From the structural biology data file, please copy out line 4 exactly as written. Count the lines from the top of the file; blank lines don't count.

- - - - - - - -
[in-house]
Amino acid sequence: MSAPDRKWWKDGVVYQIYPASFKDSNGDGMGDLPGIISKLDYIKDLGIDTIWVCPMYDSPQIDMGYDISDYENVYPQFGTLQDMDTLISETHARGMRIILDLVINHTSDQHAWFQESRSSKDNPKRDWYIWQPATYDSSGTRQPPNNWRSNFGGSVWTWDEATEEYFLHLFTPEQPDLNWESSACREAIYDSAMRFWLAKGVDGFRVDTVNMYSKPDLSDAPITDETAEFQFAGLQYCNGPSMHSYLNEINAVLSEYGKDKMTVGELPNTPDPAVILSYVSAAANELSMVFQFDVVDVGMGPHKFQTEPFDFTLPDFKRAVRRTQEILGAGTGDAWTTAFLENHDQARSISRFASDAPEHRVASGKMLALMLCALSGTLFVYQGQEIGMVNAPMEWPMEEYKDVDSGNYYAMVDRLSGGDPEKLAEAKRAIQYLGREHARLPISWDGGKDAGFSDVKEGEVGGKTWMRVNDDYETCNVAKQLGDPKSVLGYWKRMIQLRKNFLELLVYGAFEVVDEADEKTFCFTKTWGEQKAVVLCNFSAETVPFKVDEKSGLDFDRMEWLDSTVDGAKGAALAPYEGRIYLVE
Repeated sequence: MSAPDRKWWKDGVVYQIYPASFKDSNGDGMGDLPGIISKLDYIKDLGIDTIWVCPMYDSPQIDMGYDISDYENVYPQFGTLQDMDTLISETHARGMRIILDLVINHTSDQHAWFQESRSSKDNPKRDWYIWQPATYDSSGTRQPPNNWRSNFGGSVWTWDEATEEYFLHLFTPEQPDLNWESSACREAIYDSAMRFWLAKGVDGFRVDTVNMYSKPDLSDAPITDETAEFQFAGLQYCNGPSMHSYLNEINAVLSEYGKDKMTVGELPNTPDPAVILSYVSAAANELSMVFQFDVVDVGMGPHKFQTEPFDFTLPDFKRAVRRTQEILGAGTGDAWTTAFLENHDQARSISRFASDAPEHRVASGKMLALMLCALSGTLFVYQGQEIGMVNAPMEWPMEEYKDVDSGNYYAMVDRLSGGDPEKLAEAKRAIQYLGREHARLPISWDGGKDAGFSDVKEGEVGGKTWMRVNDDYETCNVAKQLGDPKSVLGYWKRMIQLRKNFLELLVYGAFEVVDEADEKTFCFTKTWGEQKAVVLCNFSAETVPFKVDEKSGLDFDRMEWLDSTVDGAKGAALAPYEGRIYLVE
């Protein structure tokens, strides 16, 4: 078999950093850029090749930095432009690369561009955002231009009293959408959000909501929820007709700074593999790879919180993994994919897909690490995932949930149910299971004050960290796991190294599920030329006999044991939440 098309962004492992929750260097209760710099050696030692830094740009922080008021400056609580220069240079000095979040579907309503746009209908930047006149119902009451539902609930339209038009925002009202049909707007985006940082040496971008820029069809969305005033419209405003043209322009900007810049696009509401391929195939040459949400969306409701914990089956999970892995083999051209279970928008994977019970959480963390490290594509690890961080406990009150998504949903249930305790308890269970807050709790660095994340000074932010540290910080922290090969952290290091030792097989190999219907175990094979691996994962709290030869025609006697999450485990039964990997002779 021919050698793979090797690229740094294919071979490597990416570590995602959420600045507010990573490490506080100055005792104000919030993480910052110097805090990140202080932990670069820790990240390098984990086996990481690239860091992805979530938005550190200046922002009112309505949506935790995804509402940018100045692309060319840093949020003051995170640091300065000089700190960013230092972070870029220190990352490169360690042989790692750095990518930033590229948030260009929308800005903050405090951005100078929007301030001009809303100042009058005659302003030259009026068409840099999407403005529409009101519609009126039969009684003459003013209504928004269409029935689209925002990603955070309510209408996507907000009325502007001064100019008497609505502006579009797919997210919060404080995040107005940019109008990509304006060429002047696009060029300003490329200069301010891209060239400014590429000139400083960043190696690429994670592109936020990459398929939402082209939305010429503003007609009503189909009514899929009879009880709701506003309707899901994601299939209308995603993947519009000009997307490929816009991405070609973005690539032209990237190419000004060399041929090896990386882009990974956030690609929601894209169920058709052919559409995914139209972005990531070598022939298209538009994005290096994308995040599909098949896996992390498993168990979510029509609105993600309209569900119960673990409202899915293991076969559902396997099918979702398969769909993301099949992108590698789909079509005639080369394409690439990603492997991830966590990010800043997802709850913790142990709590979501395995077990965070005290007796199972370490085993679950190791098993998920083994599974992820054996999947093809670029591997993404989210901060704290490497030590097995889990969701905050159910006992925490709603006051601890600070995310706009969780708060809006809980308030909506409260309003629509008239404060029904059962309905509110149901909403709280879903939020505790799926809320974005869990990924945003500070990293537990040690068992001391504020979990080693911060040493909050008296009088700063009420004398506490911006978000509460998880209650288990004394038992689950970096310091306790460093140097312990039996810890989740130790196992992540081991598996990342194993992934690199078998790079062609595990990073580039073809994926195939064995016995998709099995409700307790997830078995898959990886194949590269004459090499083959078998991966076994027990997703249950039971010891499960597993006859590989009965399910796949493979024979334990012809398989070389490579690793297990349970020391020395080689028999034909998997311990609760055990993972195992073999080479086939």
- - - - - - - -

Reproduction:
């Protein structure tokens, strides 16, 4: 078999950093850029090749930095432009690369561009955002231009009293959408959000909501929820007709700074593999790879919180993994994919897909690490995932949930149910299971004050960290796991190294599920030329006999044991939440 098309962004492992929750260097209760710099050696030692830094740009922080008021400056609580220069240079000095979040579907309503746009209908930047006149119902009451539902609930339209038009925002009202049909707007985006940082040496971008820029069809969305005033419209405003043209322009900007810049696009509401391929195939040459949400969306409701914990089956999970892995083999051209279970928008994977019970959480963390490290594509690890961080406990009150998504949903249930305790308890269970807050709790660095994340000074932010540290910080922290090969952290290091030792097989190999219907175990094979691996994962709290030869025609006697999450485990039964990997002779 021919050698793979090797690229740094294919071979490597990416570590995602959420600045507010990573490490506080100055005792104000919030993480910052110097805090990140202080932990670069820790990240390098984990086996990481690239860091992805979530938005550190200046922002009112309505949506935790995804509402940018100045692309060319840093949020003051995170640091300065000089700190960013230092972070870029220190990352490169360690042989790692750095990518930033590229948030260009929308800005903050405090951005100078929007301030001009809303100042009058005659302003030259009026068409840099999407403005529409009101519609009126039969009684003459003013209504928004269409029935689209925002990603955070309510209408996507907000009325502007001064100019008497609505502006579009797919997210919060404080995040107005940019109008990509304006060429002047696009060029300003490329200069301010891209060239400014590429000139400083960043190696690429994670592109936020990459398929939402082209939305010429503003007609009503189909009514899929009879009880709701506003309707899901994601299939209308995603993947519009000009997307490929816009991405070609973005690539032209990237190419000004060399041929090896990386882009990974956030690609929601894209169920058709052919559409995914139209972005990531070598022939298209538009994005290096994308995040599909098949896996992390498993168990979510029509609105993600309209569900119960673990409202899915293991076969559902396997099918979702398969769909993301099949992108590698789909079509005639080369394409690439990603492997991830966590990010800043997802709850913790142990709590979501395995077990965070005290007796199972370490085993679950190791098993998920083994599974992820054996999947093809670029591997993404989210901060704290490497030590097995889990969701905050159910006992925490709603006051601890600070995310706009969780708060809006809980308030909506409260309003629509008239404060029904059962309905509110149901909403709280879903939020505790799926809320974005869990990924945003500070990293537990040690068992001391504020979990080693911060040493909050008296009088700063009420004398506490911006978000509460998880209650288990004394038992689950970096310091306790460093140097312990039996810890989740130790196992992540081991598996990342194993992934690199078998790079062609595990990073580039073809994926195939064995016995998709099995409700307790997830078995898959990886194949590269004459090499083959078998991966076994027990997703249950039971010891499960597993006859590989009965399910796949493979024979334990012809398989070389490579690793297990349970020391020395080689028999034909998997311990609760055990993972195992073999080479086939």